As COVID-19 vaccination and booster vaccine shots continue globally in the future, it is imperative that dermatologists be aware of the possibility of newly emerging psoriasis secondary to COVID-19 vaccines. We must pay close attention to the potential adverse effects of COVID-19 vaccines and counteract the deterioration of the patient’s clinical condition.

Patient consent statement

Written informed consent has been obtained from the patient for publication of this case report and any accompanying images. No institutional approval is required for this case study.

Financing

This work was supported by the National Natural Science Foundation of China (82103711).

Revelation

The authors declare no conflicts of interest in this work.

References

1. Wei N, Kresch M, Elbogen E, Lebwohl M. New onset and exacerbation of psoriasis after COVID-19 vaccination. JAAD Case Rep. 2022; 19:74-77. doi: 10.116/j.jdcr.2021.11.016

2. Tachibana K, Kawakami Y, Tokuda M, Sato S, Sugihara S, Miyake T, et al. Flare of generalized pustular psoriasis after Pfizer-BioNTech BNT162b2 mRNA COVID-19 vaccine: two cases without mutations of IL36RN- and CARD14- genes. J Dermatol. 2022. doi: 10.1111/1346-8138.16442

3. McMahon DE, Amerson E, Rosenbach M, Lipoff JB, Moustafa D, Tyagi A, et al. Skin reactions reported after moderna and pfizer COVID-19 vaccination: a registry-based study of 414 cases. J Am Acad Dermatoll. 2021; 85(1): 46-55. doi: 10.116/j.jaad.2021.03.092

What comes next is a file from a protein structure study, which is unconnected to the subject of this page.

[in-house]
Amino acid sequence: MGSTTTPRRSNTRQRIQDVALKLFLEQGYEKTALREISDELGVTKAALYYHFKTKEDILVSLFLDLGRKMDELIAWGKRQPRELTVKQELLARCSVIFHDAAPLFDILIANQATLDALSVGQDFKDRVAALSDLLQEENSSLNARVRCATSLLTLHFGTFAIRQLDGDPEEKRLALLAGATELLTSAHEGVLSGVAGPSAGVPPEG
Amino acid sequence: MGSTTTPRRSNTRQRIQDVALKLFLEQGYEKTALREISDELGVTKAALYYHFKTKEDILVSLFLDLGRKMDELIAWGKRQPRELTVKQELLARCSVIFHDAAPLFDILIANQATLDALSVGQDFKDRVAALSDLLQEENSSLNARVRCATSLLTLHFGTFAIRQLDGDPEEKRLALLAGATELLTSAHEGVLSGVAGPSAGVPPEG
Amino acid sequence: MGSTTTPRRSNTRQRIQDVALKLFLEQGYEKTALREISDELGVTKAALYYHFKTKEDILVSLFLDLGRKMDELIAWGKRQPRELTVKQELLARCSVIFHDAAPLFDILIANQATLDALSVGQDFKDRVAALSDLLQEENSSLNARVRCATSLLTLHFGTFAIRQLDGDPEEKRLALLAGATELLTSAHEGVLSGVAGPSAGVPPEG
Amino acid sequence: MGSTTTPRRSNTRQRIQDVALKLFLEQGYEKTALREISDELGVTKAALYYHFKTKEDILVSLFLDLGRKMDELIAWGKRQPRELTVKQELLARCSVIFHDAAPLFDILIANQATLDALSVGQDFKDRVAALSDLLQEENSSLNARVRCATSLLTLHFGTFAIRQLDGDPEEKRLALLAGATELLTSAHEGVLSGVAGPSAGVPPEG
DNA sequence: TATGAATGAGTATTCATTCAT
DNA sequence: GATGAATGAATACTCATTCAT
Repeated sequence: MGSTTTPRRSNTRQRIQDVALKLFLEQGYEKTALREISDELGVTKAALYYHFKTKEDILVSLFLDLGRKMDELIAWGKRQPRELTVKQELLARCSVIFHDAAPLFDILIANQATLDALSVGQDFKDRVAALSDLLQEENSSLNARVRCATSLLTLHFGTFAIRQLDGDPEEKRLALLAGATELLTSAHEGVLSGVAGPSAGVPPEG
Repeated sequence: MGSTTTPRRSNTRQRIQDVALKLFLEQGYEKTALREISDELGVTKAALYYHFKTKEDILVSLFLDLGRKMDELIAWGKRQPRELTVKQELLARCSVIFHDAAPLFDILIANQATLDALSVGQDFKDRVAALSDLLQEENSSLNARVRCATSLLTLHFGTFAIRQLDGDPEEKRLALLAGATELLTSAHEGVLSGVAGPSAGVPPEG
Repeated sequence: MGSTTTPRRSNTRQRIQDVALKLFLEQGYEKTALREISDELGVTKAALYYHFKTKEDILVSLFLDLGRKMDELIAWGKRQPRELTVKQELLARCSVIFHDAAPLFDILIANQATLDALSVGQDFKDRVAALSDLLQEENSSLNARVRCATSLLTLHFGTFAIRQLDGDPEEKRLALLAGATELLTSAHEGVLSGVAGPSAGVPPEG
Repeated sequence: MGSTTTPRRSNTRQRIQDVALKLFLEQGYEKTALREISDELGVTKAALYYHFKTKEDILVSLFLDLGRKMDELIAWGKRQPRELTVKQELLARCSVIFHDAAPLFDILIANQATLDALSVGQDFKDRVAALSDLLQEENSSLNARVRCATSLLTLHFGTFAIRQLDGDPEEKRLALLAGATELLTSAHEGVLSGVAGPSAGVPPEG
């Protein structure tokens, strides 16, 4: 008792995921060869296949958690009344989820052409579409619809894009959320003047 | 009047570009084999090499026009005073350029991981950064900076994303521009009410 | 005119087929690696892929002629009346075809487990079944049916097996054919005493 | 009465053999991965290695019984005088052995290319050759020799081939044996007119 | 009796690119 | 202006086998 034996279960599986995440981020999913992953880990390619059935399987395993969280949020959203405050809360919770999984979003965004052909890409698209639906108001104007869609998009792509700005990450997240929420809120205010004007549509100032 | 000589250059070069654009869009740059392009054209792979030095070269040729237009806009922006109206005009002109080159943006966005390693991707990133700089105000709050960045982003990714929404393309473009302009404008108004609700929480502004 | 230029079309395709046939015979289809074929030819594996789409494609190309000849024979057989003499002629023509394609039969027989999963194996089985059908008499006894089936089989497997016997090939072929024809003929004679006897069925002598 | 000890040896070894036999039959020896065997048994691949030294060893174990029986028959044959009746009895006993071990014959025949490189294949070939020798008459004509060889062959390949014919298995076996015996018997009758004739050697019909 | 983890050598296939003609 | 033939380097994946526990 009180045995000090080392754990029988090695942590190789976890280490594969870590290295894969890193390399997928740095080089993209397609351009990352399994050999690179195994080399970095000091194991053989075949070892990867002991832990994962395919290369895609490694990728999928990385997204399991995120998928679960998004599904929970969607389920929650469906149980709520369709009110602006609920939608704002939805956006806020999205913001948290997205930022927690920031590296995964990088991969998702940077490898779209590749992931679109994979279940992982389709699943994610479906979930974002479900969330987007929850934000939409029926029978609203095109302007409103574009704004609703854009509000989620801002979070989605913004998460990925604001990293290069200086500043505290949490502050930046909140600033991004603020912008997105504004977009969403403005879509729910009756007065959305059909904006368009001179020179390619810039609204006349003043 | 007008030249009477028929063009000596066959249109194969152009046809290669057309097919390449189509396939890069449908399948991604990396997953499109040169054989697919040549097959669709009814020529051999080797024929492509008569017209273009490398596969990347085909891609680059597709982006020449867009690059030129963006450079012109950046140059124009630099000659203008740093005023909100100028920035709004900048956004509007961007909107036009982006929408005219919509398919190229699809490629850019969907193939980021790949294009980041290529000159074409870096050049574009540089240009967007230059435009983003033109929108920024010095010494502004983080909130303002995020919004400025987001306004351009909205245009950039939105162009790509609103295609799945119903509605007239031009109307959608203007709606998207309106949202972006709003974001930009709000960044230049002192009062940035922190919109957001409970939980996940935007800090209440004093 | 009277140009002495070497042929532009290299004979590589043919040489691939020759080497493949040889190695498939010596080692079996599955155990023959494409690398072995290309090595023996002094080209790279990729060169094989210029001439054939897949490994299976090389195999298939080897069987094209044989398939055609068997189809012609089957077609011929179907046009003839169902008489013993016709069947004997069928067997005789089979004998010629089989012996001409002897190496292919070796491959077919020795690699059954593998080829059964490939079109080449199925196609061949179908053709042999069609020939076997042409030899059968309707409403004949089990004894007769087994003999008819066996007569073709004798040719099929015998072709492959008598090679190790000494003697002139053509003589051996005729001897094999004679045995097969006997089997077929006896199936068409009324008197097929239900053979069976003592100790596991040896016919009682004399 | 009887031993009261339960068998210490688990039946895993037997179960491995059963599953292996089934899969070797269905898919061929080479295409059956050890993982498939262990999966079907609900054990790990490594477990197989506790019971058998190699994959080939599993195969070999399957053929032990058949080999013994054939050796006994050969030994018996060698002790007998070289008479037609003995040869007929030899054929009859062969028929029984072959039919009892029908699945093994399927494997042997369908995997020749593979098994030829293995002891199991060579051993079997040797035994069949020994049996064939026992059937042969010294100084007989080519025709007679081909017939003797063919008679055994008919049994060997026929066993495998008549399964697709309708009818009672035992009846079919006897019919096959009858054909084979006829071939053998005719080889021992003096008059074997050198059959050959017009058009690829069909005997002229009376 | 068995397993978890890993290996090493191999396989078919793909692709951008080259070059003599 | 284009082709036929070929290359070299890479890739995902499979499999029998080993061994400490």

4. Huang YW, Tsai TF. Exacerbation of psoriasis AFTER COVID-19 vaccination: one center reporting. Front Med Lausanne. 2021. doi:10.3389/fmed.2021.812010

5. Perna D, Jones J, Schadt CR. Acute generalized pustular psoriasis aggravated by the COVID-19 vaccine. JAAD Case Rep. 2021; 17: 1-3. doi: 10.116/j.jdcr.2021.08.035

6. Ouni N, Korbi M, Chahed F, et al. New onset guttate psoriasis after vaccination against 2019 coronavirus disease: about two cases. Dermatol Ther. 2022:15617. doi:10.1111/dth.15617

7. Hawkes JE, Chan TC, Krueger JG. Pathogenesis of psoriasis and the development of new targeted immunotherapies. J Allergy Clin Immunol. 2017; 140(3): 645-653. doi: 10.116/j.jaci.2017.07.004

8. Tran TNA, Nguyen TTP, Pham NN, Pham NTU, Vu TTP, Nguyen HT. New onset of psoriasis after COVID-19 vaccination. Dermatol Ther. 2022; e15590. doi: 10.1111/dth.15590

9. Wu D, Yang XO. TH17 responses in cytokine storm of COVID-19: an emerging target of JAK2 inhibitor fedratinib. J Microbiol Immunol Infect. 2020; 53(3): 368-370. doi: 10.116/j.jmii.2020.03.005